Banned US Made MTBE Poison Gasoline Additive Apparently Ok For Mexicans, Chileans and Venezuelans To Die From
U.S. exports of methyl tert-butyl ether (MTBE), a motor gasoline additive, totaled 38,000 barrels per day (b/d) in 2017, primarily to Mexico, Chile, and Venezuela. MTBE was once commonly used in the United States but was phased out in the late 2000s as a result of water contamination concerns. Since then, fuel ethanol has replaced MTBE as a gasoline additive.
MTBE is a fuel oxygenate that boosts octane ratings and helps achieve more complete combustion in gasoline engines. Since 2005, most U.S. exports of MTBE have gone to Mexico and Venezuela, with increasing exports to Chile. In 2017, Mexico accounted for two-thirds (66%) of U.S. MTBE exports. Economic instability in Venezuela may have contributed to the decrease in U.S. exports of MTBE to that country in recent years. Overall, MTBE accounts for a small portion of total U.S. petroleum product exports, averaging 0.7% of the total in 2017.
MTBE is used as an oxygenate instead of fuel ethanol in those countries, in part, because it has lower evaporative emissions, can be shipped in pipelines alongside finished petroleum products, and does not require the kinds of infrastructure investments specific to ethanol.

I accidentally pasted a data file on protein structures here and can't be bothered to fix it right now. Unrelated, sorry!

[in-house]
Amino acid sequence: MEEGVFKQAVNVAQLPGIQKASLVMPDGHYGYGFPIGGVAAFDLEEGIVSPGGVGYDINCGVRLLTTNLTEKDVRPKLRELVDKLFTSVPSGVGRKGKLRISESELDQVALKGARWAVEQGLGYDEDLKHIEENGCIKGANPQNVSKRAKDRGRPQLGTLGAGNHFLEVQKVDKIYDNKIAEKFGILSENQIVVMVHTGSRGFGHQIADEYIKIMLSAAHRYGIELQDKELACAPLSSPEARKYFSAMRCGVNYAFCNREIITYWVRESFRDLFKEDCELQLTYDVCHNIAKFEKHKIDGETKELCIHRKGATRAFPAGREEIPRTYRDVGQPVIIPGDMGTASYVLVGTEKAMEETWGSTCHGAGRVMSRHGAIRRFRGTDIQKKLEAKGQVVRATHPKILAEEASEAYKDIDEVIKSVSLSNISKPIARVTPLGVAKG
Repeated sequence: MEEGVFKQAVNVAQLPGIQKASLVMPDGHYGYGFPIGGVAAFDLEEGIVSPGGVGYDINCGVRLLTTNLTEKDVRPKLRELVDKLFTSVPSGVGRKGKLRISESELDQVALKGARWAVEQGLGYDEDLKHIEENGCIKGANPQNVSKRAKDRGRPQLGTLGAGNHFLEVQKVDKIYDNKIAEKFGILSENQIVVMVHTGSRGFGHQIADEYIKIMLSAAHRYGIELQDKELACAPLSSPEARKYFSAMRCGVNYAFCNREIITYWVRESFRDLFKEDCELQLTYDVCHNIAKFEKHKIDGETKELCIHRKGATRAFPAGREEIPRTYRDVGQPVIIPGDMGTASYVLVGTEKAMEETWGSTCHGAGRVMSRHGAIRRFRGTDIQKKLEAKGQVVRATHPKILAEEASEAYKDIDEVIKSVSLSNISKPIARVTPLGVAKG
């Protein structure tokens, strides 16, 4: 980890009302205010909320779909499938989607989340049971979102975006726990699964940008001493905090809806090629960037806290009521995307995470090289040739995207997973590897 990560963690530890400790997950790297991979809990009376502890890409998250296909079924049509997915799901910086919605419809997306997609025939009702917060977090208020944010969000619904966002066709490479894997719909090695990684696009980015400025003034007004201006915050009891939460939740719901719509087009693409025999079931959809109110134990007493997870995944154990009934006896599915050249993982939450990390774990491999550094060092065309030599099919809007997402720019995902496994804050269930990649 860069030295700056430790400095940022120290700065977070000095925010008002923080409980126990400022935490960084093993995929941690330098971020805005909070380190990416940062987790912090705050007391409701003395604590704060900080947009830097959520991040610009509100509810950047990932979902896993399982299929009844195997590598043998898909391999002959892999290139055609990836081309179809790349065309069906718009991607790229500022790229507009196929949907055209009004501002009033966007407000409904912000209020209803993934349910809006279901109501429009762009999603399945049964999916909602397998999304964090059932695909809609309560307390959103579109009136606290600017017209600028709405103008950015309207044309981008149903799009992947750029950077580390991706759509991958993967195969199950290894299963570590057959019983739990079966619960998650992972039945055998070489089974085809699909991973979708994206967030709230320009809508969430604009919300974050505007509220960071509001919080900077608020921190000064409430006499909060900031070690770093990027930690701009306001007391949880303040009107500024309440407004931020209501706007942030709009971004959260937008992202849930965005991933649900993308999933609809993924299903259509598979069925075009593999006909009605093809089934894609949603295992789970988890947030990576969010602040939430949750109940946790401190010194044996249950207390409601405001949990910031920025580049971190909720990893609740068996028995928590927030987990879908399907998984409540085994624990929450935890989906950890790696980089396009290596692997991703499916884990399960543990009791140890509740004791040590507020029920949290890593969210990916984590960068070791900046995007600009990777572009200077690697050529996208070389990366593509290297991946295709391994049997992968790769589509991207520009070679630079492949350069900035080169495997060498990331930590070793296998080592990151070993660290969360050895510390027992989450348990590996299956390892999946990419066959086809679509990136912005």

Virtually all U.S. MTBE exports originate from the Gulf Coast, where production is concentrated. MTBE can be blended with motor gasoline blendstock in the United States to produce a finished product that is subsequently transported to destinations in Mexico.
MTBE was once a common fuel additive in the United States. U.S. blending of MTBE into motor gasoline peaked in 1999 at 260,000 b/d. In that year, the volume of fuel ethanol added to motor gasoline totaled 38,000 b/d. However, between 2000 and 2007, 23 states instituted a partial or complete ban on MTBE blended into motor gasoline because of groundwater contamination concerns. The result was an eventual phase out as a fuel oxygenate in the United States and a decline in domestic MTBE consumption that was replaced with ethanol.
In contrast to MTBE, the use of fuel ethanol has been supported by tax subsidies such as the Volumetric Ethanol Excise Tax Credit and by the Renewable Fuel Standard, which mandates the use of biofuels in the nation’s transportation supply. As a result, almost all motor gasoline in the United States contains 10% fuel ethanol blends.
Principal contributors: Neil Agarwal, Steve Hanson